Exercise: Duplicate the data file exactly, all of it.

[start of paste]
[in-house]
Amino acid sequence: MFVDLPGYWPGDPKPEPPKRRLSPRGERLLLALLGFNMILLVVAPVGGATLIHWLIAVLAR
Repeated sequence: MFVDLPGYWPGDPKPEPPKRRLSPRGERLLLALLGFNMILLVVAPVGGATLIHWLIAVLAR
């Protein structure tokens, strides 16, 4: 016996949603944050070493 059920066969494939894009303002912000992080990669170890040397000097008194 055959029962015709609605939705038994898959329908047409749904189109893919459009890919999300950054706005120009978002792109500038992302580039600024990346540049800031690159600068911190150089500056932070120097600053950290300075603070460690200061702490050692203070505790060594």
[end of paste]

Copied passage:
[in-house]
Amino acid sequence: MFVDLPGYWPGDPKPEPPKRRLSPRGERLLLALLGFNMILLVVAPVGGATLIHWLIAVLAR
Repeated sequence: MFVDLPGYWPGDPKPEPPKRRLSPRGERLLLALLGFNMILLVVAPVGGATLIHWLIAVLAR
């Protein structure tokens, strides 16, 4: 016996949603944050070493 059920066969494939894009303002912000992080990669170890040397000097008194 055959029962015709609605939705038994898959329908047409749904189109893919459009890919999300950054706005120009978002792109500038992302580039600024990346540049800031690159600068911190150089500056932070120097600053950290300075603070460690200061702490050692203070505790060594």